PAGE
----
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When it comes to information overload, two heads may not be better than one


In an age of e-mails, databases and online catalogues, two heads may no longer be better than one, according to new ESRC-sponsored research into the effects of information overload.

Problems are exacerbated when information is shared between people with different viewpoints, says a team led by Professor Tom Ormerod of Lancaster University, which revealed big variations in recall among married couples. In a project aimed at finding better ways for us to organise and retrieve information for shared use, researchers investigated how couples catalogue and retrieve their digital photos now that the age of the shoebox full of prints and negatives is gone.

The team developed a novel digital photograph browser (TW3 - ’The Way We Were’), which restricted cataloguing and retrieval to ’Who’, ’What’, ’Where’ and ’When’, while allowing choice within these categories. When couples had jointly catalogued photographs, it was found that working together to retrieve photos was fruitful. However, when they had catalogued pictures on their own, it was a very different story.

Conversations couples had about their respective memories for photographs were also highly revealing, showing that their memories of events were often completely different, even about shared and intimate moments such as the birth of a child or their own wedding day. Professor Ormerod said: "As one of our researchers commented, we may have created the ultimate marriage guidance tool here." He continued: "There is a widely held belief that people benefit from working together to remember details of things – for instance, film storylines.

"However, research has shown that when they try to recall information which they learned individually, the overall amount remembered is less than if the same people were trying on their own. "People mentally organize information in different ways, and cues that help one person recall may inhibit another. So retrieving information from computer systems, such as a keyword search in a library catalogue, may be impaired by a mismatch between the user’s mental organization and the cues provided by the system."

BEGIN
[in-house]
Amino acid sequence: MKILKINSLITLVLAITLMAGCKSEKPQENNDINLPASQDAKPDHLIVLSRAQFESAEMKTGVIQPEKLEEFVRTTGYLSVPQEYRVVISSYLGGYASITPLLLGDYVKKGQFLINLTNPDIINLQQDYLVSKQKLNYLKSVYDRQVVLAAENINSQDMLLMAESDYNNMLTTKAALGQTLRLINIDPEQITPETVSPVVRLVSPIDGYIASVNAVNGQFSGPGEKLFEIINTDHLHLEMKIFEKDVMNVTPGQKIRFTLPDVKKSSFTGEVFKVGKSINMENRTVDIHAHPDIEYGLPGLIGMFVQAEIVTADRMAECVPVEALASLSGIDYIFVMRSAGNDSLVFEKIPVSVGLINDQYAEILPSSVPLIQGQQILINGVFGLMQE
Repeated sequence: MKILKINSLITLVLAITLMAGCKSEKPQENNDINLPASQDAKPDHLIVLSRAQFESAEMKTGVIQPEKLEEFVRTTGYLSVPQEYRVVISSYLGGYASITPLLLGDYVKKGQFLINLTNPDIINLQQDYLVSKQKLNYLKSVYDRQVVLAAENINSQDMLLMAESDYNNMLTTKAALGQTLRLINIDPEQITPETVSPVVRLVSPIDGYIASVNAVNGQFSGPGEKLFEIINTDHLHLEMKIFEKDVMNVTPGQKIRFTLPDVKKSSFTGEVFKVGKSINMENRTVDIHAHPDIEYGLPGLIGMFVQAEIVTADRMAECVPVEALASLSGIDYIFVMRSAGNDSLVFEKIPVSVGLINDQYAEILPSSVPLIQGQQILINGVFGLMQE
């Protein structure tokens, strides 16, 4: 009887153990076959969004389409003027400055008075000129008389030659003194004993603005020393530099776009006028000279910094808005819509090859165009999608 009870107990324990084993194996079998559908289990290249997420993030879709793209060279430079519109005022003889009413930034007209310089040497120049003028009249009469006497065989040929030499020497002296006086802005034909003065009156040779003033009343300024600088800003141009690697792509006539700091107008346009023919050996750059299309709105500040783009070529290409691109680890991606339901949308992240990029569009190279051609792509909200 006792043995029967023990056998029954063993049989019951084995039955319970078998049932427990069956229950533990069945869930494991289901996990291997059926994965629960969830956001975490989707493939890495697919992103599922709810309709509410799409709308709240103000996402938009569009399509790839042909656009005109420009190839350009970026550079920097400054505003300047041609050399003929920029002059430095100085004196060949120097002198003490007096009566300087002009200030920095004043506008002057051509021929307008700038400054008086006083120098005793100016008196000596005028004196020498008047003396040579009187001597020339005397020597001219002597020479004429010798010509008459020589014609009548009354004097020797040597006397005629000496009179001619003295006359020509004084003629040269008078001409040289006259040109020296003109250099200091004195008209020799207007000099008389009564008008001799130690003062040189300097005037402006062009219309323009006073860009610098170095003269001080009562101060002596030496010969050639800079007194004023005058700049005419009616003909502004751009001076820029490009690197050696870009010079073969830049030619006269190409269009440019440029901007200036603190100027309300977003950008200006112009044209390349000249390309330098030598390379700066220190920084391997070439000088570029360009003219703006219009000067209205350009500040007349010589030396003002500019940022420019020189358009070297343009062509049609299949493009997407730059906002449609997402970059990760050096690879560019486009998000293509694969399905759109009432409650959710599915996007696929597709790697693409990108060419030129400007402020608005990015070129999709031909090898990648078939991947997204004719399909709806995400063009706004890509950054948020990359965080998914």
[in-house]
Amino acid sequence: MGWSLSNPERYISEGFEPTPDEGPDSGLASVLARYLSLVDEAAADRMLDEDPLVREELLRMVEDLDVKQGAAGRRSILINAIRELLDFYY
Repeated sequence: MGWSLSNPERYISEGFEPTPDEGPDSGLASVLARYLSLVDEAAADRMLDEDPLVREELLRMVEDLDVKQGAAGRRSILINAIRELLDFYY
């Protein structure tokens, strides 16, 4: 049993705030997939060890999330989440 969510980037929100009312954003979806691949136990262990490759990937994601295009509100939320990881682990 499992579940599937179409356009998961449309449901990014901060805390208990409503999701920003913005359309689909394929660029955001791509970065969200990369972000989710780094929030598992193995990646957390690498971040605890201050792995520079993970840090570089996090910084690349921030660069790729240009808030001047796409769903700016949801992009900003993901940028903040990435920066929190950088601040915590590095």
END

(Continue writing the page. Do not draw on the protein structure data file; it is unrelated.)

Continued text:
The tumbling cost of digital photography means that it is now the norm for family snapshots. Digital storage creates opportunities for more flexible cataloguing and greater sharing, including over the Internet. But research shows that when using existing software for handling digital photos, people either fail to catalogue their pictures, or are unable to find them again when they have.

Professor Ormerod said: "Part of the problem is that, in shifting from physical to digital, visible signs of storage such as albums, frames, and shoeboxes under the bed are lost." Commercial browsers allow flexibility in the way photographs are archived but do not have prompts as to who was in the photo, what was happening, and when and where it was taken. And despite TW3 being specifically designed to support people’s shared memory of events, there was still evidence that collaboration impaired recall.

The study found that the commercial browser gave better results when people worked on their own to catalogue and retrieve, so long as they found the photos they wanted at the first attempt. This was because the browser allowed users to create highly specific labels for each photograph. These were really useful prompts, but only for the person who created them.

When people searched for photos which had been coded by others, results with TW3 were much better. And they were much more likely with that system to find photos they failed to get at the first attempt, whether using their own search words or someone else’s.

Becky Gammon | EurekAlert!
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